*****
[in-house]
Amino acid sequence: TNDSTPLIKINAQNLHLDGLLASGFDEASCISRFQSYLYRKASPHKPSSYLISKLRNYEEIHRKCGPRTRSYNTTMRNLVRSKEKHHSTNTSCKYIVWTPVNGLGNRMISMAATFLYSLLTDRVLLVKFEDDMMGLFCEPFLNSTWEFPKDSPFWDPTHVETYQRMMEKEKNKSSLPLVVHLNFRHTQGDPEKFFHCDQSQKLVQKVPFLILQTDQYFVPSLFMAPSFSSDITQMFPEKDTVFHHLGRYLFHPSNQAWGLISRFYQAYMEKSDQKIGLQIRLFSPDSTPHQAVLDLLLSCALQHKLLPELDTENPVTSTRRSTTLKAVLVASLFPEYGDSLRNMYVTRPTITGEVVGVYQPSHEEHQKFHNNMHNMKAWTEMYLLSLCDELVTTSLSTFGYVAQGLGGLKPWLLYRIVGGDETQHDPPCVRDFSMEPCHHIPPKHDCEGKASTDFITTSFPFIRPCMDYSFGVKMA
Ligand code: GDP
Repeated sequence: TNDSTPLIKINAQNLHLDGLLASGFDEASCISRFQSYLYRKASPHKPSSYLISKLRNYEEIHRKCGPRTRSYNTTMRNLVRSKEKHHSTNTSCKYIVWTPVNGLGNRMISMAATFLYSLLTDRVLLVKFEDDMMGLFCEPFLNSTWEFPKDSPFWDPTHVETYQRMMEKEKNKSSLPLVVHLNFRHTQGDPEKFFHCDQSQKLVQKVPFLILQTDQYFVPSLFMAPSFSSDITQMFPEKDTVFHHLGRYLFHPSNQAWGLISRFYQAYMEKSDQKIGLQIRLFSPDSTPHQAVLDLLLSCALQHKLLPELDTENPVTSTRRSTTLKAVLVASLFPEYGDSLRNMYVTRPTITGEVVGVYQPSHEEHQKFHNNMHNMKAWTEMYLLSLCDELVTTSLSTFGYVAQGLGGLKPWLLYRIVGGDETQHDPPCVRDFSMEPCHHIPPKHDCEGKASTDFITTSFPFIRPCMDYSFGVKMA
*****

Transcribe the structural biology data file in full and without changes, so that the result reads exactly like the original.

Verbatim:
[in-house]
Amino acid sequence: TNDSTPLIKINAQNLHLDGLLASGFDEASCISRFQSYLYRKASPHKPSSYLISKLRNYEEIHRKCGPRTRSYNTTMRNLVRSKEKHHSTNTSCKYIVWTPVNGLGNRMISMAATFLYSLLTDRVLLVKFEDDMMGLFCEPFLNSTWEFPKDSPFWDPTHVETYQRMMEKEKNKSSLPLVVHLNFRHTQGDPEKFFHCDQSQKLVQKVPFLILQTDQYFVPSLFMAPSFSSDITQMFPEKDTVFHHLGRYLFHPSNQAWGLISRFYQAYMEKSDQKIGLQIRLFSPDSTPHQAVLDLLLSCALQHKLLPELDTENPVTSTRRSTTLKAVLVASLFPEYGDSLRNMYVTRPTITGEVVGVYQPSHEEHQKFHNNMHNMKAWTEMYLLSLCDELVTTSLSTFGYVAQGLGGLKPWLLYRIVGGDETQHDPPCVRDFSMEPCHHIPPKHDCEGKASTDFITTSFPFIRPCMDYSFGVKMA
Ligand code: GDP
Repeated sequence: TNDSTPLIKINAQNLHLDGLLASGFDEASCISRFQSYLYRKASPHKPSSYLISKLRNYEEIHRKCGPRTRSYNTTMRNLVRSKEKHHSTNTSCKYIVWTPVNGLGNRMISMAATFLYSLLTDRVLLVKFEDDMMGLFCEPFLNSTWEFPKDSPFWDPTHVETYQRMMEKEKNKSSLPLVVHLNFRHTQGDPEKFFHCDQSQKLVQKVPFLILQTDQYFVPSLFMAPSFSSDITQMFPEKDTVFHHLGRYLFHPSNQAWGLISRFYQAYMEKSDQKIGLQIRLFSPDSTPHQAVLDLLLSCALQHKLLPELDTENPVTSTRRSTTLKAVLVASLFPEYGDSLRNMYVTRPTITGEVVGVYQPSHEEHQKFHNNMHNMKAWTEMYLLSLCDELVTTSLSTFGYVAQGLGGLKPWLLYRIVGGDETQHDPPCVRDFSMEPCHHIPPKHDCEGKASTDFITTSFPFIRPCMDYSFGVKMA